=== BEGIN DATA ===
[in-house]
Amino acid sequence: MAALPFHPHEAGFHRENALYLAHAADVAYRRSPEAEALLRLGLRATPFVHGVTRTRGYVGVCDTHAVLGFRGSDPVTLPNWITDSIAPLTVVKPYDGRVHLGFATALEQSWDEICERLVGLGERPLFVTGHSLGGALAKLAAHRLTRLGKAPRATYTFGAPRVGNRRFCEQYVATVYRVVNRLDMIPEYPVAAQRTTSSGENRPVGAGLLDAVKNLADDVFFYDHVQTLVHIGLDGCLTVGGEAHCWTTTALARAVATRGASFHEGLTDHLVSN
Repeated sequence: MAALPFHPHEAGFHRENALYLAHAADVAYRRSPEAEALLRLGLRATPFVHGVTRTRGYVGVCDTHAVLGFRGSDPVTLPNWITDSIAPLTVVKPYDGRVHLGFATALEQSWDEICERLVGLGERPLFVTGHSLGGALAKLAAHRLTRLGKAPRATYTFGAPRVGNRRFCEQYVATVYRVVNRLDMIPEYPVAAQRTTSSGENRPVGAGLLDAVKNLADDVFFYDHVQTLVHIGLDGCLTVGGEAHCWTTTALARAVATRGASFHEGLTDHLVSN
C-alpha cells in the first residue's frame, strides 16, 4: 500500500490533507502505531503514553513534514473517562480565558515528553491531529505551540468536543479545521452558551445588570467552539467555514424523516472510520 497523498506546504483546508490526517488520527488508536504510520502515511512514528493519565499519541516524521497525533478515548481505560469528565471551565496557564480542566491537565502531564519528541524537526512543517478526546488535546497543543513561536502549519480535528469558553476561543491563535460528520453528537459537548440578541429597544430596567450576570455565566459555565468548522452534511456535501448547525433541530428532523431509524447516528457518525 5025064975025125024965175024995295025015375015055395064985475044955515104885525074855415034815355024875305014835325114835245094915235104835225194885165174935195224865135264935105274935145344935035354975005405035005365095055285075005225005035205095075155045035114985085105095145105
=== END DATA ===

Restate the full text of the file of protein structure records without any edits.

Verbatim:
[in-house]
Amino acid sequence: MAALPFHPHEAGFHRENALYLAHAADVAYRRSPEAEALLRLGLRATPFVHGVTRTRGYVGVCDTHAVLGFRGSDPVTLPNWITDSIAPLTVVKPYDGRVHLGFATALEQSWDEICERLVGLGERPLFVTGHSLGGALAKLAAHRLTRLGKAPRATYTFGAPRVGNRRFCEQYVATVYRVVNRLDMIPEYPVAAQRTTSSGENRPVGAGLLDAVKNLADDVFFYDHVQTLVHIGLDGCLTVGGEAHCWTTTALARAVATRGASFHEGLTDHLVSN
Repeated sequence: MAALPFHPHEAGFHRENALYLAHAADVAYRRSPEAEALLRLGLRATPFVHGVTRTRGYVGVCDTHAVLGFRGSDPVTLPNWITDSIAPLTVVKPYDGRVHLGFATALEQSWDEICERLVGLGERPLFVTGHSLGGALAKLAAHRLTRLGKAPRATYTFGAPRVGNRRFCEQYVATVYRVVNRLDMIPEYPVAAQRTTSSGENRPVGAGLLDAVKNLADDVFFYDHVQTLVHIGLDGCLTVGGEAHCWTTTALARAVATRGASFHEGLTDHLVSN
C-alpha cells in the first residue's frame, strides 16, 4: 500500500490533507502505531503514553513534514473517562480565558515528553491531529505551540468536543479545521452558551445588570467552539467555514424523516472510520 497523498506546504483546508490526517488520527488508536504510520502515511512514528493519565499519541516524521497525533478515548481505560469528565471551565496557564480542566491537565502531564519528541524537526512543517478526546488535546497543543513561536502549519480535528469558553476561543491563535460528520453528537459537548440578541429597544430596567450576570455565566459555565468548522452534511456535501448547525433541530428532523431509524447516528457518525 5025064975025125024965175024995295025015375015055395064985475044955515104885525074855415034815355024875305014835325114835245094915235104835225194885165174935195224865135264935105274935145344935035354975005405035005365095055285075005225005035205095075155045035114985085105095145105